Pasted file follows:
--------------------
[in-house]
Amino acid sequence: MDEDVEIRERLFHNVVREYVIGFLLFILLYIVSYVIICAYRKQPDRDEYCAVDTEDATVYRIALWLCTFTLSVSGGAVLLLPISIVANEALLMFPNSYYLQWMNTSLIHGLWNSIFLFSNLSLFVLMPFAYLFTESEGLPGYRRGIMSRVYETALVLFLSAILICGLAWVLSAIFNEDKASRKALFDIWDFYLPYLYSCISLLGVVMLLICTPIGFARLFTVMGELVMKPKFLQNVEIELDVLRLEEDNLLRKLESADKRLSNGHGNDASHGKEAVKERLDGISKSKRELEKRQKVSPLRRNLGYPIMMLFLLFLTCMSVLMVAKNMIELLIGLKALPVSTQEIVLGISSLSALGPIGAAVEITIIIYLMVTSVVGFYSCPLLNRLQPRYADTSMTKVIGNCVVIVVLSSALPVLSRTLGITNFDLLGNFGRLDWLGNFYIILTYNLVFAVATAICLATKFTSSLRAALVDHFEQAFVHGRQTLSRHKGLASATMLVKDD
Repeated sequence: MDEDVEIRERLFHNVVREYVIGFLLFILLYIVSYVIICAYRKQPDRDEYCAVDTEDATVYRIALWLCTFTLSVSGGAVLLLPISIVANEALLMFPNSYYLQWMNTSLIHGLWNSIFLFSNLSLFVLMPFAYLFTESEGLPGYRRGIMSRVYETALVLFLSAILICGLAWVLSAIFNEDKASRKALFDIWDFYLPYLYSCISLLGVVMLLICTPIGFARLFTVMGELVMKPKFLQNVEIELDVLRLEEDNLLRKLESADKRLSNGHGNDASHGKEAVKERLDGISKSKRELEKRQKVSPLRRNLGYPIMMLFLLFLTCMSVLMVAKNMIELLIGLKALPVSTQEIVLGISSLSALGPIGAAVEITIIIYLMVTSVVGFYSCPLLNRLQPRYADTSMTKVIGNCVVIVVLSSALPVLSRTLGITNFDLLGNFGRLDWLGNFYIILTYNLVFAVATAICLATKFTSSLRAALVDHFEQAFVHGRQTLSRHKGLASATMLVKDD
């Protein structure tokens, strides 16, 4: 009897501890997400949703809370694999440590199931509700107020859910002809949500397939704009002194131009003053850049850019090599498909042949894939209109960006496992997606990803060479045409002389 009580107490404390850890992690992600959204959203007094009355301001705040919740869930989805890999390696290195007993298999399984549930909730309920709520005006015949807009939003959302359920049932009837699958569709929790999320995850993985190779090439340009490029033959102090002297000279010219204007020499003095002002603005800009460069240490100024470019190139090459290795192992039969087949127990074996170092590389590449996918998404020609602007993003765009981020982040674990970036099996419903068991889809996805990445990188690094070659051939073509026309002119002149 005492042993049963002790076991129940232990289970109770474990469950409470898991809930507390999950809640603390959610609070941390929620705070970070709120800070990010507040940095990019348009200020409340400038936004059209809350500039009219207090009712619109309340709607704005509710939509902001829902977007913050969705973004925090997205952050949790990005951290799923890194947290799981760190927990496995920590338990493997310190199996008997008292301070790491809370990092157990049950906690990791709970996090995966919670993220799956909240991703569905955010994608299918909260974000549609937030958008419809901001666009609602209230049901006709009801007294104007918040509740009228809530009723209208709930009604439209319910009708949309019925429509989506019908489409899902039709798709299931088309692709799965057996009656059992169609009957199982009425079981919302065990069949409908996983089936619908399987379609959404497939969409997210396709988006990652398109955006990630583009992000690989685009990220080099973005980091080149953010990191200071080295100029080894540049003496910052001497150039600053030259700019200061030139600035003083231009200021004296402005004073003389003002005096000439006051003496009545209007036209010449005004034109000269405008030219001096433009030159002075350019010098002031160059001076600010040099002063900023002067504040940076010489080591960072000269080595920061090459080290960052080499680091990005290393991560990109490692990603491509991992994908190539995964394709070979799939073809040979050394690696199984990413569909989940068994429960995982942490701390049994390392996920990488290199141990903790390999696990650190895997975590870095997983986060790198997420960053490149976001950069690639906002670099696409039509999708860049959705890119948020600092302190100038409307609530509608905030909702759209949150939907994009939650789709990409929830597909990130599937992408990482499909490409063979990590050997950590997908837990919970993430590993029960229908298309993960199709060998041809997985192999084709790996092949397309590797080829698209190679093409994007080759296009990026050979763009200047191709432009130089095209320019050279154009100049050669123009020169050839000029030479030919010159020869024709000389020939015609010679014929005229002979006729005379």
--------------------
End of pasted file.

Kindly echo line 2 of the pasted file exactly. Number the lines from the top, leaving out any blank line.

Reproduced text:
Amino acid sequence: MDEDVEIRERLFHNVVREYVIGFLLFILLYIVSYVIICAYRKQPDRDEYCAVDTEDATVYRIALWLCTFTLSVSGGAVLLLPISIVANEALLMFPNSYYLQWMNTSLIHGLWNSIFLFSNLSLFVLMPFAYLFTESEGLPGYRRGIMSRVYETALVLFLSAILICGLAWVLSAIFNEDKASRKALFDIWDFYLPYLYSCISLLGVVMLLICTPIGFARLFTVMGELVMKPKFLQNVEIELDVLRLEEDNLLRKLESADKRLSNGHGNDASHGKEAVKERLDGISKSKRELEKRQKVSPLRRNLGYPIMMLFLLFLTCMSVLMVAKNMIELLIGLKALPVSTQEIVLGISSLSALGPIGAAVEITIIIYLMVTSVVGFYSCPLLNRLQPRYADTSMTKVIGNCVVIVVLSSALPVLSRTLGITNFDLLGNFGRLDWLGNFYIILTYNLVFAVATAICLATKFTSSLRAALVDHFEQAFVHGRQTLSRHKGLASATMLVKDD